A raging toothache, broken tooth, or a dental trauma are inconvenient at any time. But if you don’t have a plan on how to manage a dental emergency, any one of these problems can result in much more than an inconvenience. Being prepared begins with knowing how to reach your emergency dentist if the unthinkable occurs to you or a family member.
Discuss your concerns with your family dentist. Very often there is an on call dentist to handle emergencies after office hours or on weekends.
Find out the name and contact information for the emergency dentist. Write this information down and post it where a caregiver will easily be able to access it.
Carry this information with you at all times. You never know when the need may arise.
During office hours, make sure you have the name and contact information of your family provider. Emergency time is usually built into schedules so you can likely be seen very quickly. Make sure your caregivers have access to this information as well.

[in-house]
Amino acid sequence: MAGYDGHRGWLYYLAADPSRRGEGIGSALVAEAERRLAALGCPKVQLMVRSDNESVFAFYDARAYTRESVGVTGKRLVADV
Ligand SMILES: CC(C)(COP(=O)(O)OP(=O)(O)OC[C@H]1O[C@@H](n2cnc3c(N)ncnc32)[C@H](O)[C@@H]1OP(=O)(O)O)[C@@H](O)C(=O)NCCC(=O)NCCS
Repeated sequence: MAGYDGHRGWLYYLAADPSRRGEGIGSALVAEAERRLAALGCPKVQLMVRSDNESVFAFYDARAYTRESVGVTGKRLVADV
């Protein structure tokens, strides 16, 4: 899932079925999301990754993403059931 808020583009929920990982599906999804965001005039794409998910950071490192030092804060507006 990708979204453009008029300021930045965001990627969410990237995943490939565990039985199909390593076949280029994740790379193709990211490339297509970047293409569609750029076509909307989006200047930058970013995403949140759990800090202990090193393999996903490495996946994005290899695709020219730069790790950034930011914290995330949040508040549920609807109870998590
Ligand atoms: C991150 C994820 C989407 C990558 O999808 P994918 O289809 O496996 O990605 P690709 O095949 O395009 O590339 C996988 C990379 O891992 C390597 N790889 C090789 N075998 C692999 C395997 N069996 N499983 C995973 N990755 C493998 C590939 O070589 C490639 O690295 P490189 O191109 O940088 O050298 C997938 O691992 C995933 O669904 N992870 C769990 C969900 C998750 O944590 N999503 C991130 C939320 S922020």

If you are away on business or vacation, contact a trusted associate or family member for the name of a dentist who can handle your emergency.
A trauma such as losing a tooth, a broken tooth that is painful or producing sensitivity, a severe toothache, excessive uncontrolled bleeding … these are circumstances that would be considered emergencies. A dental problem that has been ongoing is usually not considered an emergency.
Learn How to Handle an Emergency
First of all, remain calm. If bleeding, compress with cotton or a clean cloth to try to control the bleeding.
Call the dentist for further instructions.
If a tooth has been knocked out, your dentist may be able to save it if seen quickly. Replace the tooth, if possible. If not, put the tooth in a glass of milk or a Save-A-Tooth solution and get to the dentist right away. Call ahead so the dental staff will be prepared for the situation.
A good game plan in the event of a dental emergency is important. For more information or additional tips, contact our team today.